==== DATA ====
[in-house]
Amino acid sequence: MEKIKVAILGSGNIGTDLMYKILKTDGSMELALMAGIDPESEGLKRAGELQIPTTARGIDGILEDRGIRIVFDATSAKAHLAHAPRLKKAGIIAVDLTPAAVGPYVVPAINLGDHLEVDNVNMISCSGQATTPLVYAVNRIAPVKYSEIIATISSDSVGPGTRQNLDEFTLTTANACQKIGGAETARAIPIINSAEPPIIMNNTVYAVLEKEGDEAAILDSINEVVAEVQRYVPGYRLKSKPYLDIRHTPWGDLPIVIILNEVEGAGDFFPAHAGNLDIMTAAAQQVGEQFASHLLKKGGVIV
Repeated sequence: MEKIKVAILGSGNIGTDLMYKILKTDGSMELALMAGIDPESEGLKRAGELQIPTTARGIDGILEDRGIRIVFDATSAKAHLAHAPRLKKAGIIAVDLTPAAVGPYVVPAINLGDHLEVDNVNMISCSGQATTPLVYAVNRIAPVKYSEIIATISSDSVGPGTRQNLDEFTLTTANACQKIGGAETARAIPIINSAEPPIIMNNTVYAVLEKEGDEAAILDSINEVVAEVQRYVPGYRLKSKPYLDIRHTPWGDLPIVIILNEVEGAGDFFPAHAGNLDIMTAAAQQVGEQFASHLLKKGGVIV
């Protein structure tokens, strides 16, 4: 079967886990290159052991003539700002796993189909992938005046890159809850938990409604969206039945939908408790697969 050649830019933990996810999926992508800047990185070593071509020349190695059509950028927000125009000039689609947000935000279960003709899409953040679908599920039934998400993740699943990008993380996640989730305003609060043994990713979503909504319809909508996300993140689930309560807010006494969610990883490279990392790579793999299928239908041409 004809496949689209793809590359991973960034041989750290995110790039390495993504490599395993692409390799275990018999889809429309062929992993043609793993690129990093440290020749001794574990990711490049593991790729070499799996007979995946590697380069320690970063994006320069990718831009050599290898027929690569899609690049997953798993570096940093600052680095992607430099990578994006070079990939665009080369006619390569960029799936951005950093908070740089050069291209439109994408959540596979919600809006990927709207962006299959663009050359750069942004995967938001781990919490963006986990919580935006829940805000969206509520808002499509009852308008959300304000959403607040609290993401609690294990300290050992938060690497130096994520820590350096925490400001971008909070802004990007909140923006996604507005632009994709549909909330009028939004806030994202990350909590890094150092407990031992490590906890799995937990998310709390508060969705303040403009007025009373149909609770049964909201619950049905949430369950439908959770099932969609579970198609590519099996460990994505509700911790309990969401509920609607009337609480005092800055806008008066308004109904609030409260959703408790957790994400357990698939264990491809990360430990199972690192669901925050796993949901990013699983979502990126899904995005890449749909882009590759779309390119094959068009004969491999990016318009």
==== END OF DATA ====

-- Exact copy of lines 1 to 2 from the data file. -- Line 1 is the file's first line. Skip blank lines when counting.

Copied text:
[in-house]
Amino acid sequence: MEKIKVAILGSGNIGTDLMYKILKTDGSMELALMAGIDPESEGLKRAGELQIPTTARGIDGILEDRGIRIVFDATSAKAHLAHAPRLKKAGIIAVDLTPAAVGPYVVPAINLGDHLEVDNVNMISCSGQATTPLVYAVNRIAPVKYSEIIATISSDSVGPGTRQNLDEFTLTTANACQKIGGAETARAIPIINSAEPPIIMNNTVYAVLEKEGDEAAILDSINEVVAEVQRYVPGYRLKSKPYLDIRHTPWGDLPIVIILNEVEGAGDFFPAHAGNLDIMTAAAQQVGEQFASHLLKKGGVIV